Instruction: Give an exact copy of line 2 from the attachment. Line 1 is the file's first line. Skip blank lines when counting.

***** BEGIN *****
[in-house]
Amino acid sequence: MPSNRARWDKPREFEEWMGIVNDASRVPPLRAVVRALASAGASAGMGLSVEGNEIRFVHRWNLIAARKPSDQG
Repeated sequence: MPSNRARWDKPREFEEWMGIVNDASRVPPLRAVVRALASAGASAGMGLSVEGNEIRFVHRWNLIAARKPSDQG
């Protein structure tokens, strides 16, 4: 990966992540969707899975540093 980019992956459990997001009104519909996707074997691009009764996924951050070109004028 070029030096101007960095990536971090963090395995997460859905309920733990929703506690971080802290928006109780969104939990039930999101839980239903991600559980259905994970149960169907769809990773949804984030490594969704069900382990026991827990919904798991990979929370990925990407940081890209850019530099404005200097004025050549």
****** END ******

Amino acid sequence: MPSNRARWDKPREFEEWMGIVNDASRVPPLRAVVRALASAGASAGMGLSVEGNEIRFVHRWNLIAARKPSDQG